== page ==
Eggcornista
Registered: 2006-08-08
Posts: 1455

Re: "having a heyday"

I guess it would be safe to say that “field day” originated independently of “heyday,” and it would only be a matter of time before the notion of “hay” got between the two concepts to exert a latent or hidden eggcorn influence. In the midst of all this, there seems to be an idiom blend aspect to contend with as well. Here’s the sequence I suspect…

...in one’s heyday—original usage
Having a field day—original usage (probably not as old as “heyday”)

hayday—eggcorn of heyday

Having a hay day—idiom blend adopting the eggcorn
Having a heyday—hypercorrection of idiom blend: removing the eggcorn

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#11 2007-05-18 21:47:21

klakritz
Eggcornista
From: Winchester Massachusetts
Registered: 2005-10-25
Posts: 674

Re: "having a heyday"

Perhaps this is a bit off topic, but somewhere in Wittgenstein”s Philosophical Investigations he observes how peculiar it would be to say, “He momentarily felt intense grief.” It wouldn”t be ungrammatical to make such a claim, but it would show that the speaker had a misunderstanding about emotional states and their “philosophical grammar.”.

Like intense grief, a heyday isn”t something that comes and goes quickly. In particular, a heyday isn”t a kind of day. So I doubt we”re looking at an eggcorn, but rather at a more philosophically interesting conceptual error.

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#13 2013-01-24 01:37:01

Dixon Wragg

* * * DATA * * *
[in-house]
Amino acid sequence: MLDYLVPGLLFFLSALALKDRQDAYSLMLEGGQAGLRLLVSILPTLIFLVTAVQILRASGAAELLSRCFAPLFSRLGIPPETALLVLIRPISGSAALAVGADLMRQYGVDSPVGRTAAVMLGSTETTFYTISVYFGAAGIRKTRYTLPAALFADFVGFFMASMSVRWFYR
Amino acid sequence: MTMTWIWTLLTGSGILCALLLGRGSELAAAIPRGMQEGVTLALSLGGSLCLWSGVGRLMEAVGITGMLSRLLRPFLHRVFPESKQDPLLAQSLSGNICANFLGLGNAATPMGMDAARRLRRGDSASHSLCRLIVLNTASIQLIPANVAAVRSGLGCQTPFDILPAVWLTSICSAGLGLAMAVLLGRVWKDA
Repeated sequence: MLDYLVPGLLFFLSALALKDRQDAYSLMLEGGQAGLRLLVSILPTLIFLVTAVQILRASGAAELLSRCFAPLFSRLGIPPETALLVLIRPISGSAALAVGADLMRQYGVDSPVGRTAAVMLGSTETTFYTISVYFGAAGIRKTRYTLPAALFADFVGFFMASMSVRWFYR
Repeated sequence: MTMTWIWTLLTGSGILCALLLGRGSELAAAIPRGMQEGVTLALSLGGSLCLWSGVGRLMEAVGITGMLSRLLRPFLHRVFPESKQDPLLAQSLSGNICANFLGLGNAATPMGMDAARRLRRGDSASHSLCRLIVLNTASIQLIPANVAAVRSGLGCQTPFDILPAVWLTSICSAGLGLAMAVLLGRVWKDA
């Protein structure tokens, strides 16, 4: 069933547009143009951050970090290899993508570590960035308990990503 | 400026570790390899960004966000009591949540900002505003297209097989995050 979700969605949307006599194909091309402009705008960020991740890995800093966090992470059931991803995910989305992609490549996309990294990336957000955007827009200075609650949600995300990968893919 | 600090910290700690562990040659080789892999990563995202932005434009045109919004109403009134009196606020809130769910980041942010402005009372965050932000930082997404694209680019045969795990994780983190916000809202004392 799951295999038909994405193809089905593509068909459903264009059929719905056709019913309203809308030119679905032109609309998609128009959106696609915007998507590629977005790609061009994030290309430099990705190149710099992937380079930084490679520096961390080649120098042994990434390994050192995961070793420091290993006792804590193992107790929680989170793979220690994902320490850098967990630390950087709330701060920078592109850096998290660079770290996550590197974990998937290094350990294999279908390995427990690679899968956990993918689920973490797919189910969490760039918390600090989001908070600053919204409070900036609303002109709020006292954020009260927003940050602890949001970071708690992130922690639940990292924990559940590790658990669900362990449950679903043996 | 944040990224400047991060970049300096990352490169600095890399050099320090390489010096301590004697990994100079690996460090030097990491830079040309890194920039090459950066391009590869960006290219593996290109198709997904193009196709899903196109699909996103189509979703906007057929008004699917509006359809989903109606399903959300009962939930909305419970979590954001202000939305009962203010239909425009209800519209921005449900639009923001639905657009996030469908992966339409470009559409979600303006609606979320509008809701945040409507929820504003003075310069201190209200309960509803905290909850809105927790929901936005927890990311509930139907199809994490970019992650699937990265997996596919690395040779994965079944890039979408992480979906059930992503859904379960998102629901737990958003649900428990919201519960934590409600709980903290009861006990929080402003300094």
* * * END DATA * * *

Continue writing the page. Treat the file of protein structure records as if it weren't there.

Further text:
Eggcornista
From: Santa Rosa, California
Registered: 2008-07-04
Posts: 657

Re: "having a heyday"

patschwieterman wrote:

No one knows where the phrase comes from, but in its earliest instances it seems to refer to “a state of exaltation or excitement of the spirits or passions,” according to the OED.

My dictionary (New Oxford American Dictionary, Second Edition, 2005) says that “heyday” is derived ”...from archaic heyday!, an exclamation of joy, surprise, etc.” (Archaic in this context means some time before the late 16th century.) This doesn’t give us the ultimate derivation of the word “heyday” itself, but it does give us the pre-phrasal form, free of any complicating articles (whether definite or indefinite), and establishes that both the spelling “hey”’ and its association with “day” are very old, predating the incorporation of the word into a phrase. And FWIW, my dictionary’s account of the derivation of “hey” is that it’s a “natural exclamation, first recorded in Middle English”.

I agree with the notion that “making hay (while the sun shines)” likely has an eggcornish influence in at least some cases, and I’m thinking that there may even be a few cases wherein “halcyon days” has had an unconscious effect.

And what brings all this up after so long? Simply the fact that I found this in an email chat-list today:

In the hay days of the early 90s tech boom, some 30-yr olds were talking about retiring by the time they were 40.